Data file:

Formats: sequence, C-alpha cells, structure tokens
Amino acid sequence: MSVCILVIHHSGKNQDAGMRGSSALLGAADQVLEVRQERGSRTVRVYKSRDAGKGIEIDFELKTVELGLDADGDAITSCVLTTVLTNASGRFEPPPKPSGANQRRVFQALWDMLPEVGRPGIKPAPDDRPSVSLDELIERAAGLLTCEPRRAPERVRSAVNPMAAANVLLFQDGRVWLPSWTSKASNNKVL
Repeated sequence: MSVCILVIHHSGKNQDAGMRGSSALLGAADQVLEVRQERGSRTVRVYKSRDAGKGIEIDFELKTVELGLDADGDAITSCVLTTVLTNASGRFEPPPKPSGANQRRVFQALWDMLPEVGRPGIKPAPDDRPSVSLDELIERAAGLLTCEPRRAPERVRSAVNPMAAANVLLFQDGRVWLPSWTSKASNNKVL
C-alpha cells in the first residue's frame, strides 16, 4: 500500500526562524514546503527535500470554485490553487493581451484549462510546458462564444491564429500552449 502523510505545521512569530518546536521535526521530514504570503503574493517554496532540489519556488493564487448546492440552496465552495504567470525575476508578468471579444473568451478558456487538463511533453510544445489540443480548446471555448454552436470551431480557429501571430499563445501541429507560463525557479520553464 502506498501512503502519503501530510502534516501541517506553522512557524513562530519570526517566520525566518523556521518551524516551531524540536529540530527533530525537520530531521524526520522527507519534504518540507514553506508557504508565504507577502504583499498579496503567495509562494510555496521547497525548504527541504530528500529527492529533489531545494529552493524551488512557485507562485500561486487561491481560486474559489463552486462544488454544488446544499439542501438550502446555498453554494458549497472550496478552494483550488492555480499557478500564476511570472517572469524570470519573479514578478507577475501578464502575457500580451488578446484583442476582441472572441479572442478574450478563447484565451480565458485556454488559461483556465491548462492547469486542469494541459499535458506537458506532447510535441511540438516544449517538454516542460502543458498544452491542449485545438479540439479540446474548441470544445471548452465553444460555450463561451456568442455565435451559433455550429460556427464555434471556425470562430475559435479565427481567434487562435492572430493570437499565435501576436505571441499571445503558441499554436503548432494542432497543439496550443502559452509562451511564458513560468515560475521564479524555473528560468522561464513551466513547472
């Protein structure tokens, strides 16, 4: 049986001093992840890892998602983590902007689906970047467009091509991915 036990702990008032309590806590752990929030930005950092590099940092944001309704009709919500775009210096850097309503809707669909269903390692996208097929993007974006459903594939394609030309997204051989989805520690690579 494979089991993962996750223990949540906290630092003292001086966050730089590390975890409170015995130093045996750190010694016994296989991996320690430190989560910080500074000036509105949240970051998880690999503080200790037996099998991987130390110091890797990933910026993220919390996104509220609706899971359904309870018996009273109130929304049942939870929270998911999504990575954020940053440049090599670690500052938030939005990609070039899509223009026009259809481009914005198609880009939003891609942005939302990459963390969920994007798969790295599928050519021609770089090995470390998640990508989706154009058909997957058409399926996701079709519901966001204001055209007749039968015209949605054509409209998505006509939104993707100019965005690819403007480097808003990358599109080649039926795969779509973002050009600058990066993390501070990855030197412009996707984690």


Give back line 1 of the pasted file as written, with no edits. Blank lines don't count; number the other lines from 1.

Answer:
Formats: sequence, C-alpha cells, structure tokens